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Consider the consideration

29 February 2016 By Richard Beales

Maybe it should be “lies, damned lies, and mathematics.” Honeywell International wants to combine with United Technologies to create a $160 billion aerospace giant. United Tech says the deal won’t pass antitrust muster. There’s often a price at which such risks miraculously become acceptable. For now, though, the two companies are poles apart on the merger sums.

Honeywell on Feb. 19 pegged the deal’s value to United Tech shareholders at $108 a share, using its own share price the day before to set the value of the stock component that makes up just over 60 percent of the total. That led to a reasonable starting premium of 22 percent.

As news reports about a possible deal multiplied, Honeywell released its proposal. United Tech countered that the stock portion was only worth the sum of the two companies’ market values less new debt, making the offer tally $101 a share for a paltrier 14 percent premium. Chief Executive Gregory Hayes is arguing essentially that the premium is a zero-sum game: If a target’s shareholders are paid more than the prevailing price, it must reduce the acquirer’s market value accordingly.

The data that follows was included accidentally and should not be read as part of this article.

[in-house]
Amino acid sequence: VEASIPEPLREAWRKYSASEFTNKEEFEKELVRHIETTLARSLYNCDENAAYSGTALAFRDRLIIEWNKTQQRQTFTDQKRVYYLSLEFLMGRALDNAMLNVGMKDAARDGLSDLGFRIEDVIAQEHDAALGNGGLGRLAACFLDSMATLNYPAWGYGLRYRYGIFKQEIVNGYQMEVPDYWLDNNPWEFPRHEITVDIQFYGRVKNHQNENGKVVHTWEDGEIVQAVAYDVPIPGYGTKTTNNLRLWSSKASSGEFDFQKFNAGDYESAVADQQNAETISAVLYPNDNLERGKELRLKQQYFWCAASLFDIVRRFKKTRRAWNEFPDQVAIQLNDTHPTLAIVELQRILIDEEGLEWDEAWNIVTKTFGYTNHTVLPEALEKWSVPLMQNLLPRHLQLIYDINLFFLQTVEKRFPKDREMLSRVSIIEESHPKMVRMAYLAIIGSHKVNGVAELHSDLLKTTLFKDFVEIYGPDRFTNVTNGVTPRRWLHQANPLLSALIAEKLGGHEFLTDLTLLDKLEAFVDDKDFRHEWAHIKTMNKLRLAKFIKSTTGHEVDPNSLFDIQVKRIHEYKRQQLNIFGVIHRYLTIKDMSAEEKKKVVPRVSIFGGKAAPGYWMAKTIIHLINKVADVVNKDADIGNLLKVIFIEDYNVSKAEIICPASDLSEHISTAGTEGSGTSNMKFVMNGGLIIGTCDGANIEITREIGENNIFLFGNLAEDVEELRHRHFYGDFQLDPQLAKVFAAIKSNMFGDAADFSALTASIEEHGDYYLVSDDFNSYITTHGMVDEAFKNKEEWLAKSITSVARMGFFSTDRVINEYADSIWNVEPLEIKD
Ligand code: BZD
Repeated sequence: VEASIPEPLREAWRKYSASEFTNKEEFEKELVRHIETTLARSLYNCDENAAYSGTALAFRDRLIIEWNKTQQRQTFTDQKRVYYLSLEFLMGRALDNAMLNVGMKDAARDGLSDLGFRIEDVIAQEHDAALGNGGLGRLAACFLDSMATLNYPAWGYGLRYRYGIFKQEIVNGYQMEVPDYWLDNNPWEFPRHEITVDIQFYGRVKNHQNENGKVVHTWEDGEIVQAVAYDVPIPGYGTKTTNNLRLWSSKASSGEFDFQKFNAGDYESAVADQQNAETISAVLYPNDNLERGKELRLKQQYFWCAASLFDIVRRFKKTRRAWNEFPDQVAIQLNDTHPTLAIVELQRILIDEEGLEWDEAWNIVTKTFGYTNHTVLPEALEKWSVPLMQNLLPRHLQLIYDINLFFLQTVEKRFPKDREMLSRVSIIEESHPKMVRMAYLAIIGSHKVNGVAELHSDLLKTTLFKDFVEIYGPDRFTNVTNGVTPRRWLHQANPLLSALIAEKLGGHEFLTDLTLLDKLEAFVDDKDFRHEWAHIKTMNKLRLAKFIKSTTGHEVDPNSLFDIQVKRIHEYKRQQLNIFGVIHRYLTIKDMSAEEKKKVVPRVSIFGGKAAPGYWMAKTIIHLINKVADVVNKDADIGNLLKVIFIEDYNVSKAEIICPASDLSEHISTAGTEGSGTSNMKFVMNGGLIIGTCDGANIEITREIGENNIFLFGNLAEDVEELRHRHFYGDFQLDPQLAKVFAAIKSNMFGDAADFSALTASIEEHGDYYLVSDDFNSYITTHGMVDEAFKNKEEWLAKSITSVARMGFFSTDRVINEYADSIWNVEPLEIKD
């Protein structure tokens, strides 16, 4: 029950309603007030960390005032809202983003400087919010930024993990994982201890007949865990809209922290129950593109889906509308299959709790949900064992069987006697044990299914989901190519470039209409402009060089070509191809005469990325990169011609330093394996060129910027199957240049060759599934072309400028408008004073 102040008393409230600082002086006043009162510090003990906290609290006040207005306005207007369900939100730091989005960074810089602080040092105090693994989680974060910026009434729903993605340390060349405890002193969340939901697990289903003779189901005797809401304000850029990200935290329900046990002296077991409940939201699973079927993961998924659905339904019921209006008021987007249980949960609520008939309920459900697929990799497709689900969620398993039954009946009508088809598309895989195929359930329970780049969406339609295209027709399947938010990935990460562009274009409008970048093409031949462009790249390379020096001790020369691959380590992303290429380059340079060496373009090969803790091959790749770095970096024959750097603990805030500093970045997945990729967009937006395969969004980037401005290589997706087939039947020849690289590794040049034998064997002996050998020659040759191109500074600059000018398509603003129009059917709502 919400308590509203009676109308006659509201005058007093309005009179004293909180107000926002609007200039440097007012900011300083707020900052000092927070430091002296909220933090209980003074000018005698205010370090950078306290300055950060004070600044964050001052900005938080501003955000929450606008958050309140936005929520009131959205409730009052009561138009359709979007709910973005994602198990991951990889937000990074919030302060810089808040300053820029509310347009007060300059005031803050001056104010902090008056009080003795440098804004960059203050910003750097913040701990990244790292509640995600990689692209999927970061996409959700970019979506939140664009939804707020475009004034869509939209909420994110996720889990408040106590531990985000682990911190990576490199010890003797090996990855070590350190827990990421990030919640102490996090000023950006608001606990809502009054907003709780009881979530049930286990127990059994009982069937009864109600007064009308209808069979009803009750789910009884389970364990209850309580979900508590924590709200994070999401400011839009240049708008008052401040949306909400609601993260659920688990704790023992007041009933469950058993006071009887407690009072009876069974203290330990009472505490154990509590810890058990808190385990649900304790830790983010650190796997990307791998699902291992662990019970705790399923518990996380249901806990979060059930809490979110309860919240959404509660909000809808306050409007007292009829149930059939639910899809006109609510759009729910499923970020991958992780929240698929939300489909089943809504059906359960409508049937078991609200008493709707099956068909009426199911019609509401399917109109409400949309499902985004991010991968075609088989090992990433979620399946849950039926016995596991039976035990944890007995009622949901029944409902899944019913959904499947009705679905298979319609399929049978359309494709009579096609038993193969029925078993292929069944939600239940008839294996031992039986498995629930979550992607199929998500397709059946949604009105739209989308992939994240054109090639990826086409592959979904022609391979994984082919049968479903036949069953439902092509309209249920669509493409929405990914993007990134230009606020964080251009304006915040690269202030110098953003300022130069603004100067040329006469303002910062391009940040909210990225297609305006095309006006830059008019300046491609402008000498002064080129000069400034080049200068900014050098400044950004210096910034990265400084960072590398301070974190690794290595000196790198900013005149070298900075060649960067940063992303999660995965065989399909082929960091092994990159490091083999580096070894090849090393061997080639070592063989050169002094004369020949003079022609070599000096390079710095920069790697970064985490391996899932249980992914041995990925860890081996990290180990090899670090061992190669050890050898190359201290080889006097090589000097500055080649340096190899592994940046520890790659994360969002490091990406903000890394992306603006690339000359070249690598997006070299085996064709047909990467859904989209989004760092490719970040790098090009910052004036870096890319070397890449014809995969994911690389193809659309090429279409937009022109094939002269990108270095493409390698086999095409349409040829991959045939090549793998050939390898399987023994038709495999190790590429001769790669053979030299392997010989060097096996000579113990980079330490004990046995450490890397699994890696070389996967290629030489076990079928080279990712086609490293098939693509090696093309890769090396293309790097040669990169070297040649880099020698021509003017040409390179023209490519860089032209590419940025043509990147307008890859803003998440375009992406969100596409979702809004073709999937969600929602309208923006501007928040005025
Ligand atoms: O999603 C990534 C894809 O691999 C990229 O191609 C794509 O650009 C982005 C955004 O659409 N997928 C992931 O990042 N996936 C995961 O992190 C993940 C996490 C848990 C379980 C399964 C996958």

That depends on whether new value can be created. Honeywell sees $3.5 billion of annual synergies. Taxed at 26 percent and put on the company’s earlier 16.1 times price-to earnings multiple, these add up to more than $40 billion in present value.

United Tech says that’s too aggressive. Annual cost savings and such would only reach $2.5 billion, worth roughly $23 billion today on a blended EBITDA multiple. In any case, the company says, this benefit would probably get wiped out by divestments trustbusters would demand, price cuts the behemoth would have to offer customers and merger costs.

The respective math choices are transparently self-serving. There could be what M&A practitioners call “social issues” at work, however. When Honeywell ran its numbers, its market capitalization was bigger than United Tech’s, making it the more logical buyer and allowing the suggestion that Honeywell boss David Cote should lead the combined group.

United Tech, though, is bigger measured by sales and even profit – and now, once again, by market cap. A few years ago, United Tech considered buying Honeywell. Getting past that kind of history and a CEO rivalry can sometimes defeat even the most imaginative financial calculations.


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